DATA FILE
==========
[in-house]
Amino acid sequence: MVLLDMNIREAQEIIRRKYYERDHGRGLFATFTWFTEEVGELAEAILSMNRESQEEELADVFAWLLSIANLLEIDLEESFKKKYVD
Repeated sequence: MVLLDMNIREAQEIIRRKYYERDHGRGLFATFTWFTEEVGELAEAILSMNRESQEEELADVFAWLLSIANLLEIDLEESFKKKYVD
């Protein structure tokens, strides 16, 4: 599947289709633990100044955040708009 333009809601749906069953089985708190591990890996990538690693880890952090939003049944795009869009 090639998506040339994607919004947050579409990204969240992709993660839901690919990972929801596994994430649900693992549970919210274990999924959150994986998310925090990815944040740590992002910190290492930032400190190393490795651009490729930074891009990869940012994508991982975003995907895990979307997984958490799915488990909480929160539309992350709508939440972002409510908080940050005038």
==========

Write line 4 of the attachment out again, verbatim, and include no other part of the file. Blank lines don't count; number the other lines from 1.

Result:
């Protein structure tokens, strides 16, 4: 599947289709633990100044955040708009 333009809601749906069953089985708190591990890996990538690693880890952090939003049944795009869009 090639998506040339994607919004947050579409990204969240992709993660839901690919990972929801596994994430649900693992549970919210274990999924959150994986998310925090990815944040740590992002910190290492930032400190190393490795651009490729930074891009990869940012994508991982975003995907895990979307997984958490799915488990909480929160539309992350709508939440972002409510908080940050005038």